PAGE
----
Congress Probably Won’t Pass a Bill to Stabilize Obamacare—And That’s OK

WASHINGTON, DC - JANUARY 19: Sen. Lamar Alexander (R-TN) speaks with reporters at the U.S. Capitol January 19, 2018 in Washington, DC. A continuing resolution to fund the government has passed the House of Representatives but faces a stiff challenge in the Senate. (Photo by Aaron P. Bernstein/Getty Images)
Sorry Lamar.
Aaron P. Bernstein/Getty Images

Congress may be about to miss its last real chance to pass a bill to stabilize Obamacare’s insurance markets. On Monday, Republicans unveiled a batch of fixes that, in theory, were designed to undo some of Donald Trump’s attempts to sabotage the law. But after running into opposition from Democrats over abortion language, it looks unlikely that the legislation will be included in the $1.3 trillion spending package Congress must pass by Friday to avoid a government shutdown. Since anything left off of that giant barge of a bill will likely be abandoned until after this year’s midterm elections—if not for good—the prospects for an Obamacare deal are officially looking bleak.

It turns out, however, that’s probably for the best. The GOP’s plan would likely have done little to steady the law, and ultimately might have left fewer Americans insured . “My view is that this bill would be a small net negative for the insurance markets,” Matthew Fielder, a health policy fellow at the Brookings Institution told me.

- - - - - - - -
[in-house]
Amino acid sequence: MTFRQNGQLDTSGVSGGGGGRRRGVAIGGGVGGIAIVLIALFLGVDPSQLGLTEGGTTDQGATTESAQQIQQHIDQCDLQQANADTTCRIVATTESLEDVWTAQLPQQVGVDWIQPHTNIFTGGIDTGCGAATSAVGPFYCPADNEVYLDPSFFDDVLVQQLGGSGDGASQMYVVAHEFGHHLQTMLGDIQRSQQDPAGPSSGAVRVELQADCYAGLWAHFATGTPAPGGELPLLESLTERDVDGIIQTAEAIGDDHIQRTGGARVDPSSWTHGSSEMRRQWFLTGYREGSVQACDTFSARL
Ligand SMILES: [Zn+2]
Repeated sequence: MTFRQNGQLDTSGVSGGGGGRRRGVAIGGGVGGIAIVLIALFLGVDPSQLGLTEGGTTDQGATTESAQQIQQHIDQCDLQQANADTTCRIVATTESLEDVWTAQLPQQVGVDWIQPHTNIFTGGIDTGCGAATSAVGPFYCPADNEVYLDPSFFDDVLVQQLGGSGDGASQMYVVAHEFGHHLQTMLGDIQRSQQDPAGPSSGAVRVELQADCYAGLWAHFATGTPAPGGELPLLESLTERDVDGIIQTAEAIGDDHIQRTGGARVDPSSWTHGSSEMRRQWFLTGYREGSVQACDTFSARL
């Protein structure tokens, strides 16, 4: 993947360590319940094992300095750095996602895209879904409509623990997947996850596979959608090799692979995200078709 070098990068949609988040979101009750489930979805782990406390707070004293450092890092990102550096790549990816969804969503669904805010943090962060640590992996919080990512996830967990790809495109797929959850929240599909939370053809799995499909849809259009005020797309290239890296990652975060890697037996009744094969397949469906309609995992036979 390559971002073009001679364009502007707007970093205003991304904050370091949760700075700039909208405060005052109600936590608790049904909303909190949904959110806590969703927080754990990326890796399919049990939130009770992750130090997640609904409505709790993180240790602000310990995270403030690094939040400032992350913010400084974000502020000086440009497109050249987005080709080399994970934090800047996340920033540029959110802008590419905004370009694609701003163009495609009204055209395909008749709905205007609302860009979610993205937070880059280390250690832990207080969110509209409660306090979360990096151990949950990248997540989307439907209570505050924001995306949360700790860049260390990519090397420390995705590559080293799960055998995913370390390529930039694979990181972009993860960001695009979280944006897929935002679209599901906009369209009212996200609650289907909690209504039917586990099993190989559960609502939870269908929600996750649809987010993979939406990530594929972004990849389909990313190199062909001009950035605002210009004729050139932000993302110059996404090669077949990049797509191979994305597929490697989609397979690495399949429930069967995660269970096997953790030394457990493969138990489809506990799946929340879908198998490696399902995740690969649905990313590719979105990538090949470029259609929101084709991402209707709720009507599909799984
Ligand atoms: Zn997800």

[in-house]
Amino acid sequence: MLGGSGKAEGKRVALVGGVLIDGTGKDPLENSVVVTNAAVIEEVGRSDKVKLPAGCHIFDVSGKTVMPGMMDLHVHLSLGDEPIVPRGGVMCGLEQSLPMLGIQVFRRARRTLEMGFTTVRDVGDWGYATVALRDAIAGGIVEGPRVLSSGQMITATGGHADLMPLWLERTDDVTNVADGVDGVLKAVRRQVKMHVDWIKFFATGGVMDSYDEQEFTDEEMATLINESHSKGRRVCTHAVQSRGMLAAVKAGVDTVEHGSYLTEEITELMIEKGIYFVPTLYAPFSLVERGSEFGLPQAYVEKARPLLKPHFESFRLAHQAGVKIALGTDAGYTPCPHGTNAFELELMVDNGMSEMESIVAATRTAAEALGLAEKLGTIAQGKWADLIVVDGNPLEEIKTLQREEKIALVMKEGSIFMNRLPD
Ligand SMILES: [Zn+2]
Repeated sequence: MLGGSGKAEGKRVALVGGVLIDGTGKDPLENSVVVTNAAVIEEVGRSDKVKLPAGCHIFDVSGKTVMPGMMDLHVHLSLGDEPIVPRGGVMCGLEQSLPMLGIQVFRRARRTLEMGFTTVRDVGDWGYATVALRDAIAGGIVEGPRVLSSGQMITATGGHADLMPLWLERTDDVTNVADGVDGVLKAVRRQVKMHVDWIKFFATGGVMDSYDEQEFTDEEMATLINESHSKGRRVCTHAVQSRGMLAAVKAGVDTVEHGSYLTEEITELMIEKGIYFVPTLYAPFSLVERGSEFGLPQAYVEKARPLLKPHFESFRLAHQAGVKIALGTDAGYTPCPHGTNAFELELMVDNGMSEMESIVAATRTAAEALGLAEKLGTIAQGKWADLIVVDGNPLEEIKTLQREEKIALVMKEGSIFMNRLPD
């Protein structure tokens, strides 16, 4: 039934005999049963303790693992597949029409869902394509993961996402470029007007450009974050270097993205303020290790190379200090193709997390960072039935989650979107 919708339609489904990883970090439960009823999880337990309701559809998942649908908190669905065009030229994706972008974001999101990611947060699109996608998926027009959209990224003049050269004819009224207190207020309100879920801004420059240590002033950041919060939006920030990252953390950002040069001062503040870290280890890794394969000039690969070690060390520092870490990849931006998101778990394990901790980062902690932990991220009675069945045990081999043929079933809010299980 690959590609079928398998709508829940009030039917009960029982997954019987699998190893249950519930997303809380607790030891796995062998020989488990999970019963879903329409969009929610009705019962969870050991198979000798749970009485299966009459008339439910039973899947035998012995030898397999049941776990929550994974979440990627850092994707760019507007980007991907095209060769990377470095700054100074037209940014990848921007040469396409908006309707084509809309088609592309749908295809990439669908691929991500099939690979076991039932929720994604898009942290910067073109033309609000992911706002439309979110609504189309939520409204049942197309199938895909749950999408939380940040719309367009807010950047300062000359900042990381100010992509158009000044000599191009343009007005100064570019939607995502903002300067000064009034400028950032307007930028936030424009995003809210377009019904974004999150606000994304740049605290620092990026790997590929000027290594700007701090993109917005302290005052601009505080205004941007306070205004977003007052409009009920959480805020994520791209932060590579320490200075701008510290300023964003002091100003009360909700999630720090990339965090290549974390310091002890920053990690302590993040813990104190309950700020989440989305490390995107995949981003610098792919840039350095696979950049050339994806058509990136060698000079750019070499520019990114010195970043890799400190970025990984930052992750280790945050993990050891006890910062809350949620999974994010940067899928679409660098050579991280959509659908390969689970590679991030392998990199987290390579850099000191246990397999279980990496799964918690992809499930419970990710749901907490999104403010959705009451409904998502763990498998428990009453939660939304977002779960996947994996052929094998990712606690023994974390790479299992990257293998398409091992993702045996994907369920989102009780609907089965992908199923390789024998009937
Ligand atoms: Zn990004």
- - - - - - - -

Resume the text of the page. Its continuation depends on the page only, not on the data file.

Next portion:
The reason why takes a little bit of explaining, but it boils down to this: One of Donald Trump Trump’s dramatic moves to undermine the Affordable Care Act backfired in some ways, and ultimately made health plans less expensive for many low-income Americans. If Congress undid his work, it would drive the cost of insurance back up for those families, and some would likely drop their coverage.

You might recall that after Republicans gave up on repealing Obamacare last year, Trump tried to bring the law crashing down by cutting off an important set of government subsidies for insurers. These subsidies were known as cost-sharing reduction payments, or CSRs for short. For a while, many health care experts thought that this move would either lead health plans to abandon the Affordable Care Act’s exchanges, or dramatically increase their premiums—which is why industry wonks started referring to it as the president’s “nuclear option.” But most states found a clever way to keep their insurance markets functioning in spite of Trump’s ploy. Instead of letting insurers hike premiums on all of their health policies, regulators told them to just increase the prices on silver plans, which make up Obamacare’s middle tier of coverage, and were the only plans affected by the CSRs.

This led to a weird-but-fortunate side effect: Many Americans suddenly became eligible for free, low-end health insurance, or very cheap high-end insurance. The tax credits Obamacare gives some families to buy coverage are based on the cost of silver plans. So, as the price of silver policies rose, so did the value of the tax credits. In some cases, they rose high enough to cover the entire cost of an inexpensive bronze plan, or most of a generous gold plan.